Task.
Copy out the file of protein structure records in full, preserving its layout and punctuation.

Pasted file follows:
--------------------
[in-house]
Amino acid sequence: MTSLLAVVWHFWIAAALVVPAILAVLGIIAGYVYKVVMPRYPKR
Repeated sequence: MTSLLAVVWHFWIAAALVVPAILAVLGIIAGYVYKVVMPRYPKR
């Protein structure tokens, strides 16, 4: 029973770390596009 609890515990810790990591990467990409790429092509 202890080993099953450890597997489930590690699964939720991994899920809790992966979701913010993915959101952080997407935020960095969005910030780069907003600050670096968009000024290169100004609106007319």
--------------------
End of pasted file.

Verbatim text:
[in-house]
Amino acid sequence: MTSLLAVVWHFWIAAALVVPAILAVLGIIAGYVYKVVMPRYPKR
Repeated sequence: MTSLLAVVWHFWIAAALVVPAILAVLGIIAGYVYKVVMPRYPKR
């Protein structure tokens, strides 16, 4: 029973770390596009 609890515990810790990591990467990409790429092509 202890080993099953450890597997489930590690699964939720991994899920809790992966979701913010993915959101952080997407935020960095969005910030780069907003600050670096968009000024290169100004609106007319």